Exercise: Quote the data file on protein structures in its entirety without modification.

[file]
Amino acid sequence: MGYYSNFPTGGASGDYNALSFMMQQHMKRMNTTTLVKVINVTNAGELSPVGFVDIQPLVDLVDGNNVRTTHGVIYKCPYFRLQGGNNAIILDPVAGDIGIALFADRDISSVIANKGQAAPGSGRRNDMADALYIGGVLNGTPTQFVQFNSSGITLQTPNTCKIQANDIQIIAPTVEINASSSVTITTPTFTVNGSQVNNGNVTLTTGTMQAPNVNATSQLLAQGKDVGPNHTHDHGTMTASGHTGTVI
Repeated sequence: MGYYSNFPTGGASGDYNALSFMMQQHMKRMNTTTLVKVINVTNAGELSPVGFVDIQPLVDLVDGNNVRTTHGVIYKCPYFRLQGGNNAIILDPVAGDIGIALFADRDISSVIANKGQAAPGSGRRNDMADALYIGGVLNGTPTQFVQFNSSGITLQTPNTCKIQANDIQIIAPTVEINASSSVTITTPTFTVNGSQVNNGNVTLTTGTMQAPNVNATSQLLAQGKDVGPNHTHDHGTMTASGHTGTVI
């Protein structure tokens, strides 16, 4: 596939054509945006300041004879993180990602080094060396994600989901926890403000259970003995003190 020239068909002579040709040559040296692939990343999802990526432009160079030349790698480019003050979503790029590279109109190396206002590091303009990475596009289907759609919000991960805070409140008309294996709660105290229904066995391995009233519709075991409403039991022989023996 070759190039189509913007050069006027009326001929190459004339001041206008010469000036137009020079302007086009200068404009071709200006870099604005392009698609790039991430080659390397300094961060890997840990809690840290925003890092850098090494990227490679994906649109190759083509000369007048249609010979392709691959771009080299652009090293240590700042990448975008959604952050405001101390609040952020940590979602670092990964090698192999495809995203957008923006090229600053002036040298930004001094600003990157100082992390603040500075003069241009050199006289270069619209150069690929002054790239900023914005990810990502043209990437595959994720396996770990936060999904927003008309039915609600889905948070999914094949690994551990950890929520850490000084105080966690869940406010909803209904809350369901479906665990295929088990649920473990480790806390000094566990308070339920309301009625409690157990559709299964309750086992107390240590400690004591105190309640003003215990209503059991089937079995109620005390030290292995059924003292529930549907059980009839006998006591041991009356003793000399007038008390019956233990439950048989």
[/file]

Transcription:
Amino acid sequence: MGYYSNFPTGGASGDYNALSFMMQQHMKRMNTTTLVKVINVTNAGELSPVGFVDIQPLVDLVDGNNVRTTHGVIYKCPYFRLQGGNNAIILDPVAGDIGIALFADRDISSVIANKGQAAPGSGRRNDMADALYIGGVLNGTPTQFVQFNSSGITLQTPNTCKIQANDIQIIAPTVEINASSSVTITTPTFTVNGSQVNNGNVTLTTGTMQAPNVNATSQLLAQGKDVGPNHTHDHGTMTASGHTGTVI
Repeated sequence: MGYYSNFPTGGASGDYNALSFMMQQHMKRMNTTTLVKVINVTNAGELSPVGFVDIQPLVDLVDGNNVRTTHGVIYKCPYFRLQGGNNAIILDPVAGDIGIALFADRDISSVIANKGQAAPGSGRRNDMADALYIGGVLNGTPTQFVQFNSSGITLQTPNTCKIQANDIQIIAPTVEINASSSVTITTPTFTVNGSQVNNGNVTLTTGTMQAPNVNATSQLLAQGKDVGPNHTHDHGTMTASGHTGTVI
């Protein structure tokens, strides 16, 4: 596939054509945006300041004879993180990602080094060396994600989901926890403000259970003995003190 020239068909002579040709040559040296692939990343999802990526432009160079030349790698480019003050979503790029590279109109190396206002590091303009990475596009289907759609919000991960805070409140008309294996709660105290229904066995391995009233519709075991409403039991022989023996 070759190039189509913007050069006027009326001929190459004339001041206008010469000036137009020079302007086009200068404009071709200006870099604005392009698609790039991430080659390397300094961060890997840990809690840290925003890092850098090494990227490679994906649109190759083509000369007048249609010979392709691959771009080299652009090293240590700042990448975008959604952050405001101390609040952020940590979602670092990964090698192999495809995203957008923006090229600053002036040298930004001094600003990157100082992390603040500075003069241009050199006289270069619209150069690929002054790239900023914005990810990502043209990437595959994720396996770990936060999904927003008309039915609600889905948070999914094949690994551990950890929520850490000084105080966690869940406010909803209904809350369901479906665990295929088990649920473990480790806390000094566990308070339920309301009625409690157990559709299964309750086992107390240590400690004591105190309640003003215990209503059991089937079995109620005390030290292995059924003292529930549907059980009839006998006591041991009356003793000399007038008390019956233990439950048989």